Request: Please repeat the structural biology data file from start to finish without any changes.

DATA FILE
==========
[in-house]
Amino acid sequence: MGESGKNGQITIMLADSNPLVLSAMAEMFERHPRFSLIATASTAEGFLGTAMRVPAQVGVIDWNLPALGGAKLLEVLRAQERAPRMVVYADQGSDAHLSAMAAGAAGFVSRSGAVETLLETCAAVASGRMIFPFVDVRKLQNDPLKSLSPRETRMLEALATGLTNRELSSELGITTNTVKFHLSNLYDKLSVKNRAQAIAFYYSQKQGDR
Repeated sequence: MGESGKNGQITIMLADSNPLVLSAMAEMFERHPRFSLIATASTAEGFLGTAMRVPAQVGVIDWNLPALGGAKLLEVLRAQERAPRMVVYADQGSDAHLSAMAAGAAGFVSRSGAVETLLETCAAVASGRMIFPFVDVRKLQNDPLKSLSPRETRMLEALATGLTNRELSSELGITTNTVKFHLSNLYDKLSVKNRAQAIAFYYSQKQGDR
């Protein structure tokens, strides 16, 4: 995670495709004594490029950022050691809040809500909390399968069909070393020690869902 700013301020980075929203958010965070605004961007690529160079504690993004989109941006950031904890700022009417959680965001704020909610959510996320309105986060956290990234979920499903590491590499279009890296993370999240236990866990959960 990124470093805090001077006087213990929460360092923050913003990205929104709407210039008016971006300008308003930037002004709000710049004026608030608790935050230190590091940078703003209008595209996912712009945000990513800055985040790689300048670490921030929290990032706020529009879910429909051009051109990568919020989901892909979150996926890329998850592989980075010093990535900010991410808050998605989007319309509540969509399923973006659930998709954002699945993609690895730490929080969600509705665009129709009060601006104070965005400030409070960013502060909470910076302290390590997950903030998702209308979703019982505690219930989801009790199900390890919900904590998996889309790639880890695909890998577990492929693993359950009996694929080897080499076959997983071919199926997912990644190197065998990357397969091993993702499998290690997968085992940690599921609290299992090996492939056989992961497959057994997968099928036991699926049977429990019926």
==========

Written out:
[in-house]
Amino acid sequence: MGESGKNGQITIMLADSNPLVLSAMAEMFERHPRFSLIATASTAEGFLGTAMRVPAQVGVIDWNLPALGGAKLLEVLRAQERAPRMVVYADQGSDAHLSAMAAGAAGFVSRSGAVETLLETCAAVASGRMIFPFVDVRKLQNDPLKSLSPRETRMLEALATGLTNRELSSELGITTNTVKFHLSNLYDKLSVKNRAQAIAFYYSQKQGDR
Repeated sequence: MGESGKNGQITIMLADSNPLVLSAMAEMFERHPRFSLIATASTAEGFLGTAMRVPAQVGVIDWNLPALGGAKLLEVLRAQERAPRMVVYADQGSDAHLSAMAAGAAGFVSRSGAVETLLETCAAVASGRMIFPFVDVRKLQNDPLKSLSPRETRMLEALATGLTNRELSSELGITTNTVKFHLSNLYDKLSVKNRAQAIAFYYSQKQGDR
């Protein structure tokens, strides 16, 4: 995670495709004594490029950022050691809040809500909390399968069909070393020690869902 700013301020980075929203958010965070605004961007690529160079504690993004989109941006950031904890700022009417959680965001704020909610959510996320309105986060956290990234979920499903590491590499279009890296993370999240236990866990959960 990124470093805090001077006087213990929460360092923050913003990205929104709407210039008016971006300008308003930037002004709000710049004026608030608790935050230190590091940078703003209008595209996912712009945000990513800055985040790689300048670490921030929290990032706020529009879910429909051009051109990568919020989901892909979150996926890329998850592989980075010093990535900010991410808050998605989007319309509540969509399923973006659930998709954002699945993609690895730490929080969600509705665009129709009060601006104070965005400030409070960013502060909470910076302290390590997950903030998702209308979703019982505690219930989801009790199900390890919900904590998996889309790639880890695909890998577990492929693993359950009996694929080897080499076959997983071919199926997912990644190197065998990357397969091993993702499998290690997968085992940690599921609290299992090996492939056989992961497959057994997968099928036991699926049977429990019926």